NDSU regains top-tier research classification
North Dakota State University, the University of Minnesota and Montana State University are the only schools in a six-state region to obtain R1 status from the Carnegie Classification of Institutions of Higher Education.
FARGO — North Dakota State University has regained its status as a top-tier research university.
The Carnegie Classification of Institutions of Higher Education gave NDSU a classification of “very high research activity,” or R1, according to a news release issued last week. That is the highest ranking a university can receive from the organization that is regarded as prestigious across the country.
The classification acknowledges the contributions staff, faculty and researchers have made across all disciplines on campus, Colleen Fitzgerald, NDSU vice president for research and creative activity, told The Forum on Monday, Dec. 20.
"You might think of it in parallel to our football recognition on Friday night,” Fitzgerald said in reference to the NDSU football team making it to the FCS championship game. “We're playing with the top teams in our league in terms of our research and scholarly activity.”
R1 means an institution is operating at the highest level possible, NDSU said in a news release Monday. It helps the school attract high-quality faculty while assisting the university in obtaining research grants, according to the release.
It also aids in recruiting and retaining top-tier students, Fitzgerald said. The classification is a reflection on not just research but scholarly output, she said.
“Simply put, this is national acknowledgment that, at the highest performance level possible, NDSU is making the world a better place and helping to diversify North Dakota’s economy,” NDSU President Dean Bresciani said in a statement.
The list classified 137 schools as R1, and only NDSU, the University of Minnesota and Montana State University got the classification in the six-state upper Midwest region.
NDSU first obtained R1 status in 2005. The university was downgraded to R2 in 2015. Former Interim North Dakota University System Chancellor Larry Skogen suggested in 2014 that presidents, particularly Bresciani, should get pay raises comparable to the salary of presidents of colleges with similar classifications, according to the Grand Forks Herald.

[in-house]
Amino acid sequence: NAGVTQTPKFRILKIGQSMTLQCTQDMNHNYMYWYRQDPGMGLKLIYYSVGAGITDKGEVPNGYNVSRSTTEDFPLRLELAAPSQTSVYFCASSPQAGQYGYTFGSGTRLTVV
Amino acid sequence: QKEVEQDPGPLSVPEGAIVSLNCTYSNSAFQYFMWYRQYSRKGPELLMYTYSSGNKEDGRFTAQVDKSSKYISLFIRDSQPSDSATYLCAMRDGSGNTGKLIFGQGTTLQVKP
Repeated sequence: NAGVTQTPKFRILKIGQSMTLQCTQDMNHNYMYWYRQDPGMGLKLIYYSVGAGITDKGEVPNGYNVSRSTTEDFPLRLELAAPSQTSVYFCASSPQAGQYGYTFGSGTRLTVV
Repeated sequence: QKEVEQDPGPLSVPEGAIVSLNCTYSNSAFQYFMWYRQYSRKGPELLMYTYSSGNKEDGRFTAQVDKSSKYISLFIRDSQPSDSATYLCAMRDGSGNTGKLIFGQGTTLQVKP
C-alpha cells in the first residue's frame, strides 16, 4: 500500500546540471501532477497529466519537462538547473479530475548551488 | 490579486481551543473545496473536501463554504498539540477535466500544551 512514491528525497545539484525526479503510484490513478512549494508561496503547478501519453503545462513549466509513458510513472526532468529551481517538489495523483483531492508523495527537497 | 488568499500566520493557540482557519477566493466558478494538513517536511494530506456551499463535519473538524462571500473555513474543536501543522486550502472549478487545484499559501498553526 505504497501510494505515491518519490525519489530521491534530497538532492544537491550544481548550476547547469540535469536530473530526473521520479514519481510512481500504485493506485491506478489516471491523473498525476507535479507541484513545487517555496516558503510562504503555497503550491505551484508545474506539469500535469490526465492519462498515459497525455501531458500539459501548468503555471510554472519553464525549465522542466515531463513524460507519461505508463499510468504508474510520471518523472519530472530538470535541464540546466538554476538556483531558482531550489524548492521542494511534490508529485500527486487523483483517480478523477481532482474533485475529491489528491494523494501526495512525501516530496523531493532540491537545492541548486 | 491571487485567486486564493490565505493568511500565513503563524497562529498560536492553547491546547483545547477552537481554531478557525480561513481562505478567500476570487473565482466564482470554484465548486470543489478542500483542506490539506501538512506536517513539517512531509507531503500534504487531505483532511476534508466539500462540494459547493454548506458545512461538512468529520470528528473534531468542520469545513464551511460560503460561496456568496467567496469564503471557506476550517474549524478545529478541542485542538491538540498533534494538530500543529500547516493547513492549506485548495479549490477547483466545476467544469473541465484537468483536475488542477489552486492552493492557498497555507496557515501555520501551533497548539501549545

The College and University Professional Association for Human Resources listed the median salary for R1 school presidents at $450,000 at the time, with Skogen pushing for Bresciani to get 80% of that amount, a Herald article reported. Bresciani had a salary of $330,000.
Bresciani now makes $371,380 per year.
The State Board of Higher Education asked him to step down as president by the end of 2022 after Chancellor Mark Hagerott said in a June evaluation that NDSU's research position compared to other U.S. schools was “eroding.”
NDSU’s total research expenditures climbed from $126.4 million in 2010 to $155.6 million last year, Bresciani told Hagerott in response to the critical evaluation.
That expansion in research spending is phenomenal, Fitzgerald said, adding she hopes to see more growth. The R1 designation is a sign that NDSU is being efficient in using state resources to conduct research, she added.
NDSU is in the process of reprioritizing its academic programs. An assessment conducted by a consulting firm suggested redirecting efforts toward instruction to “fill the gaps in teaching obligations,” the report said. That may reduce the need for adjunct and part-time faculty. But it also could lead to less time on non-teaching activities, such as research, the report said.
When asked if she had any concerns about the recommendations proposed in the report, Fitzgerald said she came on to lead research at NDSU in October because she saw a lot of opportunities for NDSU to grow its research enterprise. That includes research on food security, water and farming.
NDSU has not made any final decisions on whether to direct more resources to instructional efforts and away from non-teaching activities.